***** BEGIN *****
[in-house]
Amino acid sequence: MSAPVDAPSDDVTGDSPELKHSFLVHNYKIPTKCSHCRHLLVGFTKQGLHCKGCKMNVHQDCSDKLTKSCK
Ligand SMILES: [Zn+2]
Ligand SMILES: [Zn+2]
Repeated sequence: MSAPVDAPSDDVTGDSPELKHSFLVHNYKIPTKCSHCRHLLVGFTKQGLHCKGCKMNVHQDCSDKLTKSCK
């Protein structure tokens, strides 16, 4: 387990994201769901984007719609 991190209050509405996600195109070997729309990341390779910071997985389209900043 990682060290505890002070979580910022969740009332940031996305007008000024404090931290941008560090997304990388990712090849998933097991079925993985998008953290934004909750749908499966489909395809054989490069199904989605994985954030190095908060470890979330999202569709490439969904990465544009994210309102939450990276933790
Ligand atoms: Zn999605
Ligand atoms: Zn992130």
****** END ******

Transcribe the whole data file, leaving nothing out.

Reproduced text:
[in-house]
Amino acid sequence: MSAPVDAPSDDVTGDSPELKHSFLVHNYKIPTKCSHCRHLLVGFTKQGLHCKGCKMNVHQDCSDKLTKSCK
Ligand SMILES: [Zn+2]
Ligand SMILES: [Zn+2]
Repeated sequence: MSAPVDAPSDDVTGDSPELKHSFLVHNYKIPTKCSHCRHLLVGFTKQGLHCKGCKMNVHQDCSDKLTKSCK
């Protein structure tokens, strides 16, 4: 387990994201769901984007719609 991190209050509405996600195109070997729309990341390779910071997985389209900043 990682060290505890002070979580910022969740009332940031996305007008000024404090931290941008560090997304990388990712090849998933097991079925993985998008953290934004909750749908499966489909395809054989490069199904989605994985954030190095908060470890979330999202569709490439969904990465544009994210309102939450990276933790
Ligand atoms: Zn999605
Ligand atoms: Zn992130």